What is Desert Azalea Poisoning?
The desert azalea is a shrub from South Africa that has a thickened stem and gorgeous and vivid pink and white flowers once the leaves fall off. The desert azalea is an ornamental plant and is used in the tropics to add a colorful touch to many landscaped areas. It is also used to decorate many fancy events, such as weddings, dinners, and other events.
A member of the dogbane family, known as Adenium Obesum, this plant, coincidentally, has long been used for its toxic properties. Even in ancient Africa, the twigs and the sap of the desert azalea were used for their toxic properties during hunting. The arrowheads would be dipped into a heated, melted mixture of the sap and bark and would make hunting more successful. In traditional medicine in Somalia and Kenya, desert azalea roots are processed to make various concoctions to treat a variety of maladies, such as killing lice, treating skin diseases, and even treating venereal disease. It is also used in these countries to kill parasites on the skin of cattle and camels.
Desert azalea poisoning in dogs will occur when dogs ingest all or part of the poisonous desert azalea plant. This plant contains cardiac glycosides which can be lethal in high doses.
Book First Walk Free!
Symptoms of Desert Azalea Poisoning in Dogs
- Weakness of muscles
- Paralysis in lower parts of body
- Heart failure
There are many types of azaleas, and the desert azalea is only one of them. Other names for desert azalea include:
- Sabi star
- Mock azalea
- Impala lily
- Desert rose
Causes of Desert Azalea Poisoning in Dogs
Desert azalea is very toxic when consumed, and it all begins when a dog ingests all or part of the plant. Specific causes of toxicity include:
- The cardiac glycosides within the sap
- The cardiac glycosides within the roots and stems
- Cardiac glycosides causes systolic heart failure
- Has a negative effect on ions within the cells in the enzymes
Diagnosis of Desert Azalea Poisoning in Dogs
If you suspect your dog has ingested desert azalea, call your veterinarian immediately or find an emergency veterinarian’s office if it is after-hours. Immediate treatment is necessary, as this plant contains cardiac glycosides which can be lethal.
If you are able to take a part of the plant to the office with you, this will help the veterinarian make a quicker diagnosis and begin treatment. He will quickly assess your dog’s symptoms and more than likely proceed with giving him oxygen therapy and intravenous fluids. He may also perform an EKG of the heart to examine the ventricles.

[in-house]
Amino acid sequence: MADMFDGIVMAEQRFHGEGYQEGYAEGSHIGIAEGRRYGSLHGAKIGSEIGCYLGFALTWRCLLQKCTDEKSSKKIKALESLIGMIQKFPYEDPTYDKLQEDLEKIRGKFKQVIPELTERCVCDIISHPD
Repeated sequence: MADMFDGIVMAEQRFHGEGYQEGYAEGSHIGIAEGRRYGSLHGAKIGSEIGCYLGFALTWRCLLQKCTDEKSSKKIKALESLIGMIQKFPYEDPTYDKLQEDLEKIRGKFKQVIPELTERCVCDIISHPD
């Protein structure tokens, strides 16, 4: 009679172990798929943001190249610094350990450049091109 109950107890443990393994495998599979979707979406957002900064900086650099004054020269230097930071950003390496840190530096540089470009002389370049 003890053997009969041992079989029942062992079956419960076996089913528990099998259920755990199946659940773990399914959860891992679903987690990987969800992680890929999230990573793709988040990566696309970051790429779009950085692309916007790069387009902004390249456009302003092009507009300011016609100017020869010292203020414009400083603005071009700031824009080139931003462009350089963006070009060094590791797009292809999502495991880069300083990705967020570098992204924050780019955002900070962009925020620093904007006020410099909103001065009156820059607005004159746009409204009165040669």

Your veterinarian will perform laboratory testing, such as blood testing, urinalysis, and biochemistry profile. He may also choose to look closely at his heart and other organs to check for functionality. The medical professional will draw a definitive diagnosis by looking at the calcium and potassium ion levels within the saliva of your dog as well as magnesium, calcium, and the potassium within the plasma. There were also be a higher level of sodium within the red blood cells and a decrease of potassium in the red blood cells. The veterinarian will also look at the creatinine amounts as well.
Treatment of Desert Azalea Poisoning in Dogs
Treatment of desert azalea toxicity will begin immediately. Treatment does depend on how much of the plant was ingested in the level of toxicity of the cardiac glycosides within your dog. Treatment methods performed may be:
Anti-arrhythmic medications may be given to your dog, such as lidocaine, atropine, or potassium chloride. Fructose diphosphate will also lower potassium levels within the blood serum and will aid in irregularities of the heartbeat and function.
The veterinarian may perform emesis to help your dog rid his body of the toxins from the sap, leaves, and roots of the plant. This will be followed up with the administration of activated charcoal to help prevent any further absorption into the dog’s body.
Gastric lavage may be performed under anesthesia to further flush the toxins from your dog's body. The veterinarian will insert a hollow tube into the stomach cavity and flush out the stomach.
Intravenous fluids are effective in delivering electrolytes to your dog, increasing hydration, and promoting proper kidney function and urination.
Recovery of Desert Azalea Poisoning in Dogs
With cardiac glycoside toxicity from the desert azalea plant, your dog may need to be hospitalized for quite some time. Your veterinarian will determine how long he will need to be hospitalized and this will depend on how he responds to treatment. If your dog received immediate treatment, the prognosis is fair; however, cardiac glycoside poisoning can be fatal if untreated in time.
Once you bring your dog home from the hospital, your veterinarian will have set guidelines on how to care for him at home. It will be very important to monitor your dog and watch for any new symptoms that may develop. Your veterinarian may also want to examine him in future visits to be sure your dog is making progress in recovery.
You may also have to give your dog a bland diet, and your veterinarian will explain to you if this is necessary and what foods to give him. In order to prevent toxicity from occurring in the future, check your plants in your home or around your property and be sure they are not toxic. If you are unsure you may contact your local Humane Society or ASPCA or ask your veterinarian.